Jump to content

Chevalier at The Baccarat


Recommended Posts

 

 

There's a decent number of Japanese restaurants in NYC where all the staff are Japanese. Do you object to those, as well?

 

No, nor do I necessarily have a problem with with all french staffed restaurants. Restaurants owned by a recently arrived french chef, or by the ex-pat community don`t bother me in the least. An all japanese waitstaff at Nobu would be problematic. .

 

 

I was trying to say the same thing above.

Link to post
Share on other sites
  • Replies 1.6k
  • Created
  • Last Reply

Top Posters In This Topic

Top Posters In This Topic

Popular Posts

I saw that the Baccarat's bar is opening tonight. No date yet for the main restaurant, Chevalier. This is the place Charles Masson will be running, with Shea Gallante in the kitchen. Modern take on

I recall the good old days when I went to a restaurant for the food. Now I have all these other things to worry about to determine if I had a good time.

I've been to that downstairs bar twice, and both times got a seat with no trouble at all.   I went upstairs only once. The bar was such a madhouse that a guy in a suit wouldn't even let me in the do

Ippudo is obviously cheesy. Same with the Little Italy places.

 

You expect more from a serious restaurant.

 

Chevalier's no joke, so it wasn't cheesy, but the connotations of French did make it seem a bit pretentious, and anyway it was just so unnecessary.

 

I can imagine a wide variety of preferences with respect to formality. Certainly even here there's a pretty wide spectrum.

 

Would anybody here actually prefer to be "bonsoir"ed and "monsieur"ed at a (serious, high-end) French restaurant in NYC? The best I can say is that it didn't bother me all that much, but that I still would have preferred they not do so.

Link to post
Share on other sites

I guess the moral of the story is to avoid not just the cocktails, but also to avoid the tasting menu and wine pairing unless you're Wilfrid.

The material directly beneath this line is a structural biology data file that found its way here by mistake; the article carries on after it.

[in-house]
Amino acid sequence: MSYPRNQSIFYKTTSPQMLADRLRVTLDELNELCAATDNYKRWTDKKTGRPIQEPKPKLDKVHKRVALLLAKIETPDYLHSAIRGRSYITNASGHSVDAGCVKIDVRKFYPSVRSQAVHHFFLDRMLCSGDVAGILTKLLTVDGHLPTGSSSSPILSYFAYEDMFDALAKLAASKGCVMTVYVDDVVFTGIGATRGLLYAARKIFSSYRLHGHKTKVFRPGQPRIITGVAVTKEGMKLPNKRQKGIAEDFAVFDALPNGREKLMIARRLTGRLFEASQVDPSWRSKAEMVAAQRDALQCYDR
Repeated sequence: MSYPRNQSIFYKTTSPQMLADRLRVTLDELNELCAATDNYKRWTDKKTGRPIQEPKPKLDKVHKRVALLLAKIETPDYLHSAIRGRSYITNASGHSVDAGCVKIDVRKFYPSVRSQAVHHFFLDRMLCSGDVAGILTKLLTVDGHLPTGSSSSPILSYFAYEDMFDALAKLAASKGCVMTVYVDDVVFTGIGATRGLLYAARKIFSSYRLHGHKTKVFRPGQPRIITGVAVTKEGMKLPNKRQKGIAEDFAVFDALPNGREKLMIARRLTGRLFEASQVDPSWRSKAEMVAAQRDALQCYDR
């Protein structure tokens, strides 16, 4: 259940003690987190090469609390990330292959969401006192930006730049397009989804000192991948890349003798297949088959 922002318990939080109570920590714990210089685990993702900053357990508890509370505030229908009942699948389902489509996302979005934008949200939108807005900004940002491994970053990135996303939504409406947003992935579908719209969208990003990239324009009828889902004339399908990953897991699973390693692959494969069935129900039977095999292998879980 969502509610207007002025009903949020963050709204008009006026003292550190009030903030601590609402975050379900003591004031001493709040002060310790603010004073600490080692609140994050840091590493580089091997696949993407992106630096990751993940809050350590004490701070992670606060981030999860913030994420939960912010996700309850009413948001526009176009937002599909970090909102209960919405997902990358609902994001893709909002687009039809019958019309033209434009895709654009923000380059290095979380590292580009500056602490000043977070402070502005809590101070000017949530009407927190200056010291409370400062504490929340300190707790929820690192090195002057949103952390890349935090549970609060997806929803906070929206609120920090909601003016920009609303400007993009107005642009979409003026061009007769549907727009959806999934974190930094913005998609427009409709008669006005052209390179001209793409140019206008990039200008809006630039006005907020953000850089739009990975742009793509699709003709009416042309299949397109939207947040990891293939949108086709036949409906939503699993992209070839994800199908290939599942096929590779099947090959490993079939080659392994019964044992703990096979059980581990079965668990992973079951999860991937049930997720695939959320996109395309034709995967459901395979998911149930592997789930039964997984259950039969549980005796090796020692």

Obviously it's better value if it's cheaper. I can't account for the difference.

 

It's just that, here we have the highest quality opening of the year by far, and there's this urge to somehow pick faults with that. It's actually regressive from the early days of eGullet, more than ten years ago, when this just wouldn't have happened.

Link to post
Share on other sites

 

 

There's a decent number of Japanese restaurants in NYC where all the staff are Japanese. Do you object to those, as well?

 

No, nor do I necessarily have a problem with with all french staffed restaurants. Restaurants owned by a recently arrived french chef, or by the ex-pat community don`t bother me in the least. An all japanese waitstaff at Nobu would be problematic.

 

 

Right. Then why are they even bothering with the "Bonsoir monsieur" stuff?

 

 

 

Why is Ippudo bothering with the いらっしゃいませ stuff?

 

No idea what that means. If, like bonjour monsieur, it is simply a greeting with no other meaning then it is pointless. I`m guessing they do it because it sets an atmosphere they want and patrons enjoy it. I guess I expect more from patrons, or I expect owners to expect more from their patrons.

 

 

Irasshaimase is what a host would say to guests as they entered his/her establishment. It basically means "welcome" but in a much, much more respectful way.